Whose strategy is it anyway?

In this third episode our three contributors Kath, Richard and Haifa grapple with a question that repeats more frequently than a garlic vol-au-vent: Whose strategy is it? (strategy that is)

Let’s build a strategy!

All too often it feels like the strategy for any brand is recreated a million times over, because everyone who comes into contact with it wants to add their two pence, and show they understand the problem better than everyone else. This means the strategy ends up being a jumble of disconnected thoughts – a noisy mess that achieves little more than to bombard the target audience with meaningless stuff. Instead, the strategy should be something to build and grow, not to periodically scrap and start again. That means it’s hard work – it needs to be more considered from the outset, and more applicable to the endpoint.

Strategy doesn’t stop once the direction is set, we still need to get there. The commonly held belief that delivering against a strategy is somehow the poor cousin of developing one is frustratingly out-dated. What use is a strategy if it isn’t delivered? Delivering against a strategy is often harder than developing one, but so many people are so quick to say ‘that’s not my job’? It’s not about where one job stops and another job starts, it’s about creating seamless understanding and ownership.

For this reason, and because it makes damn good sense, developing the strategy should be much more inclusive, not left to the select few who have permission to be smart. No one has all the answers, but a lot of people have some of them. Then it needs to be focused down, and we need to be strict with it. Once it’s done, everyone needs to believe in it and make it happen. It’s a collaborative process, not a competition.

Of course, it needs to be clever in thought, genuinely well informed with insight, and big enough to cover the whole marketing mix. But it also needs to be meaningful, bringing with it a promise to change things rather than just communicate things. That way the strategy won’t be a piece of academic theory that never sees the light of day, it will readily translate into practice.

In the end, this allows the strategy to achieve what it set out to do in the first place – have a positive impact in the real world. Isn’t that what we’re doing this for?

Respecting the sum and its parts

You wouldn’t walk into an operating theatre, suggest to the surgeon that they might want to think about making that cut 4mm to the right, and offer to close the patient. Equally you wouldn’t bowl onto a building site laying bricks, ‘just because they look good there’ and all because you’ve seen and been in lots of houses. Human beings are generally good at respecting others’ expertise, so why is this so often not the case with graphic design? Do people not see this specialist area as an expertise?

Creativity benefits from like minds, collaborating and challenging one another in a constructive way. I certainly work better in this environment and believe that work is stronger and more robust as a consequence. No one, however, wants to be told how to do their job and disappointingly this happens more than I’d care to remember in the agency world. This tension between different parts of the internal team is usually due to poor communication (crazy right!) and can be incredibly damaging. If people aren’t working together towards a common goal or aren’t able to recognise and respect each other’s expertise, then the team isn’t working and the outputs will suffer.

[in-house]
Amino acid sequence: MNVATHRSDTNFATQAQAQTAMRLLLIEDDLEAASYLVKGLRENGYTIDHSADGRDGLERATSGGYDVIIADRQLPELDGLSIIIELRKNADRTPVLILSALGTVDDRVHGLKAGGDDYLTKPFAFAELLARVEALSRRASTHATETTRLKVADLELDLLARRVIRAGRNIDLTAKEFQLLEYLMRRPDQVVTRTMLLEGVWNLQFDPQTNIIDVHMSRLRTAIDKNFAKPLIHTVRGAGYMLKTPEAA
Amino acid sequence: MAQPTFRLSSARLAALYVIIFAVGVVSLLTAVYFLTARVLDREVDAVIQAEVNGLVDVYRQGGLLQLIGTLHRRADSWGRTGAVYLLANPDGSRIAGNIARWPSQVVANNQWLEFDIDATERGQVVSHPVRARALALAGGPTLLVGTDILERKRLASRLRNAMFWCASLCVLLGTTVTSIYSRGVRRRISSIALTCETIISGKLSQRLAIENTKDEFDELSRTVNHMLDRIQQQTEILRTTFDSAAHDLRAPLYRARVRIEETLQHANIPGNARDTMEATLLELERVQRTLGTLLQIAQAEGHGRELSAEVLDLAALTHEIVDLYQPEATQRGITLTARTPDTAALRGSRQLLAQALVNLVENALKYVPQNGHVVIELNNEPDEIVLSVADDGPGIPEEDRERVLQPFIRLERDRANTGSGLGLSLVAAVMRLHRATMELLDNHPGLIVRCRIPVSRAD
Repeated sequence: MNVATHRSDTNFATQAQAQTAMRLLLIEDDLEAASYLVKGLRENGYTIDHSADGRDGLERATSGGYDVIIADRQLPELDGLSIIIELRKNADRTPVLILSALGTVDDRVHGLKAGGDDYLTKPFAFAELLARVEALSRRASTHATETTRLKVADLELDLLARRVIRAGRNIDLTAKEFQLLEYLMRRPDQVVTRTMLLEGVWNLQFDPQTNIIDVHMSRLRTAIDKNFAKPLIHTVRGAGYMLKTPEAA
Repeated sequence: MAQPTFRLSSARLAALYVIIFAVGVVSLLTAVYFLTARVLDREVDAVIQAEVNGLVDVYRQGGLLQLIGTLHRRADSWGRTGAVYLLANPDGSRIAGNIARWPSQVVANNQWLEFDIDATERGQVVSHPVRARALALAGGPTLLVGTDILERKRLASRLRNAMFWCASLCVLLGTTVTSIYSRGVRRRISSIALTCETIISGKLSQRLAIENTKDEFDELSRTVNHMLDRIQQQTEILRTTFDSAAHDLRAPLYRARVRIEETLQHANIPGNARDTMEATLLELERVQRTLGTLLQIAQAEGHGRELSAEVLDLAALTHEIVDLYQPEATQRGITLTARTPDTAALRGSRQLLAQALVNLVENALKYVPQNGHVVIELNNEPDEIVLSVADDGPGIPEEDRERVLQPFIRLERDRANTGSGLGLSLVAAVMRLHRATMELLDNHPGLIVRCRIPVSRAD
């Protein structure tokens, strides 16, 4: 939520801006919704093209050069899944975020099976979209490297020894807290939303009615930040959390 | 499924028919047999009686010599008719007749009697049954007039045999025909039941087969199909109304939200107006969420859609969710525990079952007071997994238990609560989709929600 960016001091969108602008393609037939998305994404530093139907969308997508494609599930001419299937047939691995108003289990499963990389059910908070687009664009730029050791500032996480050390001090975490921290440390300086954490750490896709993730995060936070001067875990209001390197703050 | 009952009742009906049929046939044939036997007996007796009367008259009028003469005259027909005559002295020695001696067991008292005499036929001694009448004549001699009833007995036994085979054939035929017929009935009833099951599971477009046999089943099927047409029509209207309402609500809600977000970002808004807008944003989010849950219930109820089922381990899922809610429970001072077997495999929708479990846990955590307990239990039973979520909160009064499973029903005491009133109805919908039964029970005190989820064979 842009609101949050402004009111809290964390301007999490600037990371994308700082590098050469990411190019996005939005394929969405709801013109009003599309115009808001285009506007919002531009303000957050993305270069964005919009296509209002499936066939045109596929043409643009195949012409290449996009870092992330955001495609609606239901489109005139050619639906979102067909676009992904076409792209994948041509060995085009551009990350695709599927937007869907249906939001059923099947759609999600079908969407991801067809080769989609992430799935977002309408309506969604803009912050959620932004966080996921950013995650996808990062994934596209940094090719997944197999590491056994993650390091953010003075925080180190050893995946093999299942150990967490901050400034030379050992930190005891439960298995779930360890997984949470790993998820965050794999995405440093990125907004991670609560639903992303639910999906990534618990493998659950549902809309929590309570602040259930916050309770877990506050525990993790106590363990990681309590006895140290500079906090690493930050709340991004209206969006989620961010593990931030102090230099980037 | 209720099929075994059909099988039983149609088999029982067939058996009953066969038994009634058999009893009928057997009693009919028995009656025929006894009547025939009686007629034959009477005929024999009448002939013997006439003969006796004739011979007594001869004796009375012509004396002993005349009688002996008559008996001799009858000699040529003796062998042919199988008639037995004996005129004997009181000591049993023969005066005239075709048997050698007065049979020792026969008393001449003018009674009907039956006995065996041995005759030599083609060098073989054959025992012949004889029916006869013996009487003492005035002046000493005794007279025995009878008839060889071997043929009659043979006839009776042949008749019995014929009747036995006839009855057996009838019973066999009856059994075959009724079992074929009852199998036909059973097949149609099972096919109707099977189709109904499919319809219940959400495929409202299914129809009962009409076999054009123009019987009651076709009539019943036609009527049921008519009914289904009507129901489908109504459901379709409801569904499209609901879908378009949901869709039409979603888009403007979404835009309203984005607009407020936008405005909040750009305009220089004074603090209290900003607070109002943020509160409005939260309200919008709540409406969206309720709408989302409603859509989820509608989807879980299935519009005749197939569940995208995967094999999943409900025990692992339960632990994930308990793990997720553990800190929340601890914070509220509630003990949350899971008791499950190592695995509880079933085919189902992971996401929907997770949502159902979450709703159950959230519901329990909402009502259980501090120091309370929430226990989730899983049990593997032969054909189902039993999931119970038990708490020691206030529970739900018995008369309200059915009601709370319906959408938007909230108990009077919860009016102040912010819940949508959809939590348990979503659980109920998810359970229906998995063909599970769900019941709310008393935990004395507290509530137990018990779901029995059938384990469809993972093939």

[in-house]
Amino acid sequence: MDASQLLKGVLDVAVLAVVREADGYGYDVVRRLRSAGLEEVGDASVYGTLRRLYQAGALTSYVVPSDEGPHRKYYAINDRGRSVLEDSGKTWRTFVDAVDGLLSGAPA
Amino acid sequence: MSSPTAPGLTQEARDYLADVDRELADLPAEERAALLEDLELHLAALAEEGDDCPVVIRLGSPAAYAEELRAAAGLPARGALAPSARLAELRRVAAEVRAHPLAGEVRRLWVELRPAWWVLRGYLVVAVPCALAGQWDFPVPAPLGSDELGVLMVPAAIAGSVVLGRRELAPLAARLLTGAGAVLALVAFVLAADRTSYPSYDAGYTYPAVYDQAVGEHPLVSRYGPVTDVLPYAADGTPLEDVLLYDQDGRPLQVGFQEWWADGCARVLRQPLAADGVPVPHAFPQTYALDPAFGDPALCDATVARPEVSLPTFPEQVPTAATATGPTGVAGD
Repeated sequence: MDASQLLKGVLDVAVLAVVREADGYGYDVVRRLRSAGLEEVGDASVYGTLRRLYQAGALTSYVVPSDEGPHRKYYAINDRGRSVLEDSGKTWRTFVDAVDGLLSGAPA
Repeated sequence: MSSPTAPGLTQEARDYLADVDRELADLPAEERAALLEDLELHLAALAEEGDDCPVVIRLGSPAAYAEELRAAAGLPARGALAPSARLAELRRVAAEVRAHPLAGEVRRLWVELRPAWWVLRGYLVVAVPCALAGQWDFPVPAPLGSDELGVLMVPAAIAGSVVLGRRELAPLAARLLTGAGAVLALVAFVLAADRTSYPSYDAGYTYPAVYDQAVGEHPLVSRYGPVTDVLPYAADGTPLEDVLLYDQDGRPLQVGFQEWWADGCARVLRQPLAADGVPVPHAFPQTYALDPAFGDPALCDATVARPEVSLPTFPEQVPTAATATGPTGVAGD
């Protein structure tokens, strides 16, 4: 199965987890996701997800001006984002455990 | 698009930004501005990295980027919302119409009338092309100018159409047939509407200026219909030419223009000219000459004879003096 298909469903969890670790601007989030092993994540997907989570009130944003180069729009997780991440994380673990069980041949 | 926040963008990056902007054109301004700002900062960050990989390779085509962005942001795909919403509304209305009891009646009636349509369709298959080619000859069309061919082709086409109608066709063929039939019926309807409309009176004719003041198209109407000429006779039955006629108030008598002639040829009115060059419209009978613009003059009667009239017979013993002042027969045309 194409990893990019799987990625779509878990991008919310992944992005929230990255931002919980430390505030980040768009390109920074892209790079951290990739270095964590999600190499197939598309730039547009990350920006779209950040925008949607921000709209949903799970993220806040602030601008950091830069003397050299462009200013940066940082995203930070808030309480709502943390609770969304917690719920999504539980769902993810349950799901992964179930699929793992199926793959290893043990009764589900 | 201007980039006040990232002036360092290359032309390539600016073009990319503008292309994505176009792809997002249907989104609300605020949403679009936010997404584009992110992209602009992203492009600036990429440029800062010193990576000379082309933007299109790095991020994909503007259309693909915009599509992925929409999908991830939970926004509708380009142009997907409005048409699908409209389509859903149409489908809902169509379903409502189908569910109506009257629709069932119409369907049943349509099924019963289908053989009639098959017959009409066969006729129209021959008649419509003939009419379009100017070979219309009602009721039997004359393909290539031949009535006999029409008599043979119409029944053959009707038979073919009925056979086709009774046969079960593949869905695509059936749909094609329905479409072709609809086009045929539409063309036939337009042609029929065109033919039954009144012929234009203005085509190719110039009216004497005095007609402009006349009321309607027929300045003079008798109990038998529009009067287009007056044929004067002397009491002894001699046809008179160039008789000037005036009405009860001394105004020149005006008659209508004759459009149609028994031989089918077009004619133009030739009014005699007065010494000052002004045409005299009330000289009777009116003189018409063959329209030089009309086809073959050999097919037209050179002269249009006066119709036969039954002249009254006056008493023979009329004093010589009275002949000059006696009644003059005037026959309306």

This is why I believe it is so important to have the right team involved from the start, ensuring that we are all on the same page. Too often I have seen critical people missing from the initial stages of a project, citing that there is not enough budget to warrant so many people’s time. What undoubtably results is that more and more meetings are needed to unpick and solve problems further down the line, with more and more senior members included to try and get the work back on track. Ironically this results in spending more time and money than if all parties were invested in to begin with! Plus now with the added problem of having way too many cooks and too little time to complete the work with any aplomb.

All too often the root of the problem stems from not having agreed on, or written, a good enough brief. Now hang on a minute, before you groan with boredom and roll your eyes, just hear me out. If we as a united team; agency and client together, have defined and understood the problem, worked out a direction and plan to solve it together, then a lot of the friction later on can be avoided. By working together, embracing the restrictions and pressure points rather than fighting against them, we can ensure the output retains its strength and relevance and fulfils the initial need.

We have all spent time learning our respective craft, not because we wanted to be handed a list of instructions, but because we thrive on seeing good ideas come to life. We get a buzz out of using our expertise to create positive change and make a difference to people’s lives, and we all invest our precious time to achieve the outcomes we believe in. Quite simply, we need to have respect for, and see the value in, the expertise people bring to the table, and that only through collaboration and communication can truly great things happen. Once we believe this, we can finally build strong, bespoke, challenging, ‘fit for purpose’ teams that deliver truly exceptional work.